Pelham himself is every inch the city businessman, conservative in dress, staid in manner with a lovely wife and a young family. A man of substance.... a man truly set in his ways. So how does Julie, an attractive girl he has only seen once, claim such an intimate relationship?
   As each day passes the enigma deepens, the mystery becomes more unfathomable, and more terrifying. It is only after his wife, children, and best friend turn from him as from a complete stranger that Pelham discovers the terrifying truth.
  This film is very much like the Prisoner episodes ‘The Schizoid Man’ and ‘Fall Out’ in the way that there are two 6's, and two Pelham's, but who are the alter ego of the same man. Although perhaps not in the case of Curtis, who has simply taken the place of No.6. To all intents and purposes there were two No.6's in the Village.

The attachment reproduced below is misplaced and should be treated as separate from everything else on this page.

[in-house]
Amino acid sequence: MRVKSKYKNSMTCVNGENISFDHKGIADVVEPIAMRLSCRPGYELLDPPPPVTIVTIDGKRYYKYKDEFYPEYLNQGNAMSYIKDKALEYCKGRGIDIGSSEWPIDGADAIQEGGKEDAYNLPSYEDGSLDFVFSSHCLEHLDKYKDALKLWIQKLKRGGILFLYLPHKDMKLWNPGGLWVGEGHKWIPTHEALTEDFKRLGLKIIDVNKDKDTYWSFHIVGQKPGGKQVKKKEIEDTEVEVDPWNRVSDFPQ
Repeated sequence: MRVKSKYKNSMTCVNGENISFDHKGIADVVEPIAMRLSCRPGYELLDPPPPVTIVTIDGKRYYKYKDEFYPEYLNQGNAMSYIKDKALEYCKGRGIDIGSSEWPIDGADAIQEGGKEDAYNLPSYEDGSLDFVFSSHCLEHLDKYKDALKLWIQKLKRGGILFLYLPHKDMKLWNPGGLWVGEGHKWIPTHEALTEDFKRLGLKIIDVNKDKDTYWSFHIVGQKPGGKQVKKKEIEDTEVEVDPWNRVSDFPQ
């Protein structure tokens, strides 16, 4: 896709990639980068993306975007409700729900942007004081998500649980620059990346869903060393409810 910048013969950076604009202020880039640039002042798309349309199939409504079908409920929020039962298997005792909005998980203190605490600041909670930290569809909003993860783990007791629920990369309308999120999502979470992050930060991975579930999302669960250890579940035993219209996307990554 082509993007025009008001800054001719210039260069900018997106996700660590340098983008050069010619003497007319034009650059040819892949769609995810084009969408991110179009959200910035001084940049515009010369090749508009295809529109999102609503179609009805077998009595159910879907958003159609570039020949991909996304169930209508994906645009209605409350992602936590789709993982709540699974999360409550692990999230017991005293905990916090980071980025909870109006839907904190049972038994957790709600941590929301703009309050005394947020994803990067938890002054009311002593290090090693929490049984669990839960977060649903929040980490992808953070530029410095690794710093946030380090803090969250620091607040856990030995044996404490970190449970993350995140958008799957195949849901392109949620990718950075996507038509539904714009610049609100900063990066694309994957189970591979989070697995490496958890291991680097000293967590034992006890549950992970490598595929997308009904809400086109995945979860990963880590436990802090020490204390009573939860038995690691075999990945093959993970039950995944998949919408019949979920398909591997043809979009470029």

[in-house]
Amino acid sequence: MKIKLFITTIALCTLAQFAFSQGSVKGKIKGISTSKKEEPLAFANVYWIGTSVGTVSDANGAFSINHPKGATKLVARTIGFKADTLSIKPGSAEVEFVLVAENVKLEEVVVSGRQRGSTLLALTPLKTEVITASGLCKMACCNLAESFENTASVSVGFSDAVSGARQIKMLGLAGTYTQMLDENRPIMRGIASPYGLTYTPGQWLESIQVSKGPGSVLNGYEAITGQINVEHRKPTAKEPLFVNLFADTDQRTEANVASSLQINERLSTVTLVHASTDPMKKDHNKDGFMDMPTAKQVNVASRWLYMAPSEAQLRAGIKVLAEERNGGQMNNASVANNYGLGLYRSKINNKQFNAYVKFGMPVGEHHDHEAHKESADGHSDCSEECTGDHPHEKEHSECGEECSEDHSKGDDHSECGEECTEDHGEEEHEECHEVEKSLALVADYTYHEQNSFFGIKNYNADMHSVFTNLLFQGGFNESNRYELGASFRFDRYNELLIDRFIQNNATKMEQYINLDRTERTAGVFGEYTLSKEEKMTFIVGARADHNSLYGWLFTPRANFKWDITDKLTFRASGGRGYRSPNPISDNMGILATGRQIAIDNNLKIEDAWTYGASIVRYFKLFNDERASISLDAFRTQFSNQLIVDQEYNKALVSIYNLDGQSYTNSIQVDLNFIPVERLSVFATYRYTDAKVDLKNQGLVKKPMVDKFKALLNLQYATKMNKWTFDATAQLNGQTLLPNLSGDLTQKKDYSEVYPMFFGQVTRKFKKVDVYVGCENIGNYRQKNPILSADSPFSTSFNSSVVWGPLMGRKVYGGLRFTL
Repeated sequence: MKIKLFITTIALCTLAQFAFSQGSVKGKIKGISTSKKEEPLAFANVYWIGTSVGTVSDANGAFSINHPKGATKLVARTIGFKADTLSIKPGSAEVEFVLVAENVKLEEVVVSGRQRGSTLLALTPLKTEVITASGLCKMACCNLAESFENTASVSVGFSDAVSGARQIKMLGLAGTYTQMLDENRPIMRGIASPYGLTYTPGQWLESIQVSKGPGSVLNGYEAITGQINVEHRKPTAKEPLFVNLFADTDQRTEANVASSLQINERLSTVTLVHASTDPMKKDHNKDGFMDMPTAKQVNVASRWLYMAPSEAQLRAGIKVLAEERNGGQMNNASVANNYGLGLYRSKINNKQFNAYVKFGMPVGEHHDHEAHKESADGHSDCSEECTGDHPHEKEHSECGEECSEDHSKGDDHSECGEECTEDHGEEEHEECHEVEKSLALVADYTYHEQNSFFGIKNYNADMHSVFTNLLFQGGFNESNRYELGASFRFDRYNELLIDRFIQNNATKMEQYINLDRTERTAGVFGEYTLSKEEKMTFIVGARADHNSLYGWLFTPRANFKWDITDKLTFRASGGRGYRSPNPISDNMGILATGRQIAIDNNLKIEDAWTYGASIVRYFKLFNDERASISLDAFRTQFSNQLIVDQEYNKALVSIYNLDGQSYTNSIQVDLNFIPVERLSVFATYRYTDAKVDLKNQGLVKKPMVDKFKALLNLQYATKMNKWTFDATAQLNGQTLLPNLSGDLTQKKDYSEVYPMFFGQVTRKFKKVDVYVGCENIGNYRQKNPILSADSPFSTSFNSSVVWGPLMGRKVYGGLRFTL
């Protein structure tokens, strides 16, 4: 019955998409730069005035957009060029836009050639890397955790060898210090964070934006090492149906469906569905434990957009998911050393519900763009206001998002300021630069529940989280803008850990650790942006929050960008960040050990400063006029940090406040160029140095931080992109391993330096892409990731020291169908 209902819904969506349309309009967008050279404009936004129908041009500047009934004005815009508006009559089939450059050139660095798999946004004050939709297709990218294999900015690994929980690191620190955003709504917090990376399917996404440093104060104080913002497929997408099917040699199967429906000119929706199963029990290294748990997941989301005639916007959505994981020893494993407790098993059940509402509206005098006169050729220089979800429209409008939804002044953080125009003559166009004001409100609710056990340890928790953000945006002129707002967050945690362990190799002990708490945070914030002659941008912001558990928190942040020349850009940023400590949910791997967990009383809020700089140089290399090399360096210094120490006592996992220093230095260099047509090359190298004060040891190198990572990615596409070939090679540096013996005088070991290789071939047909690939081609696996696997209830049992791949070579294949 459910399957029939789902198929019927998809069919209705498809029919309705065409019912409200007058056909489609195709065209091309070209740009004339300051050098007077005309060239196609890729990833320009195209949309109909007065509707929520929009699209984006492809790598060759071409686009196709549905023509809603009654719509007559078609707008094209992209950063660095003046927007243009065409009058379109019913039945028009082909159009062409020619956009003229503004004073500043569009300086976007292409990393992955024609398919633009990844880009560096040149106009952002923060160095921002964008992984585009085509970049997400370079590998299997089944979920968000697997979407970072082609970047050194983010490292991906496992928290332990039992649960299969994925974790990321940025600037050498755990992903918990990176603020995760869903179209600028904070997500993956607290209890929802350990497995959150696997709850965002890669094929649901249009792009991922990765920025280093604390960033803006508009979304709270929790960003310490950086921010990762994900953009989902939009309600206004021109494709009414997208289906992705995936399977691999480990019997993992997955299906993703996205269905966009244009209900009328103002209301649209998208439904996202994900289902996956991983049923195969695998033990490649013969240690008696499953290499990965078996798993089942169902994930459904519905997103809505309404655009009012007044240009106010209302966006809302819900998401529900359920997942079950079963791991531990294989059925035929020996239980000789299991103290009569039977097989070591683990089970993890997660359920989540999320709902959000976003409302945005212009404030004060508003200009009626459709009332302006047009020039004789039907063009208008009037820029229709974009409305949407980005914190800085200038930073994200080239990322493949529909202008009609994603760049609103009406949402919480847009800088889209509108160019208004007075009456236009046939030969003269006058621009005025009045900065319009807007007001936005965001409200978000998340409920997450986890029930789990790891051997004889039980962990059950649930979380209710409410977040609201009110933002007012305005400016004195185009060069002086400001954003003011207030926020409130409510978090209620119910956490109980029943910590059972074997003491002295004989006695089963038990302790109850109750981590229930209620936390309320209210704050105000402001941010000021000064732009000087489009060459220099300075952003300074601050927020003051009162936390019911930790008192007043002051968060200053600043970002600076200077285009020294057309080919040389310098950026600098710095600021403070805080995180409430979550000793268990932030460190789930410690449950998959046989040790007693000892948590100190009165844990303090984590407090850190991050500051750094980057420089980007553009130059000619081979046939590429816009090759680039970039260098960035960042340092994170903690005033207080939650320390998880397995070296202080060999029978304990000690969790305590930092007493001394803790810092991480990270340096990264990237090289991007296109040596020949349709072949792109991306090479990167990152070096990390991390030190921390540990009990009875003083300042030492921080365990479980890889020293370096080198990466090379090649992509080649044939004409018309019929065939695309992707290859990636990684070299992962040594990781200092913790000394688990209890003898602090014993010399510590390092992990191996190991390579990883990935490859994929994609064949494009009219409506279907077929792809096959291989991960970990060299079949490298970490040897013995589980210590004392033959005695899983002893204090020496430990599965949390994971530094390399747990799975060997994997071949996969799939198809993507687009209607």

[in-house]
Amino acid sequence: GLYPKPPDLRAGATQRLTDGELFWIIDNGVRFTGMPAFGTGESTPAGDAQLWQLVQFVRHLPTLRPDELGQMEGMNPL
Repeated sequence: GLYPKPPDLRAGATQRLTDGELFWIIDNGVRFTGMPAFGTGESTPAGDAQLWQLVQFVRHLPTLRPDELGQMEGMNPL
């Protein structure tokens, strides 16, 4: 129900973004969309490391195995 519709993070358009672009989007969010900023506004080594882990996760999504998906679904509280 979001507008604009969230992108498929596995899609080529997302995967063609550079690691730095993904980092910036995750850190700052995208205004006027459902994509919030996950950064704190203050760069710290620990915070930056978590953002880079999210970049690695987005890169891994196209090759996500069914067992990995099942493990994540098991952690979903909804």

I'm of the opinion that the Prisoner used his fiancée Janet Portland. Why, well he had resigned his job, and hadn't told her, otherwise she would have discussed that with her father Sir Charles. And at some point in time the Prisoner had given his fiancée a receipt for a roll of film, which he expected Janet to keep in case of trouble. Then when the Prisoner returned to London he only went to her birthday party to retrieve that receipt for a roll of film he'd had transformed into transparencies - slides.
   Somehow I don't think his fiancée Janet Portland, rated very high on the Prisoner's list of priorities!

Be seeing you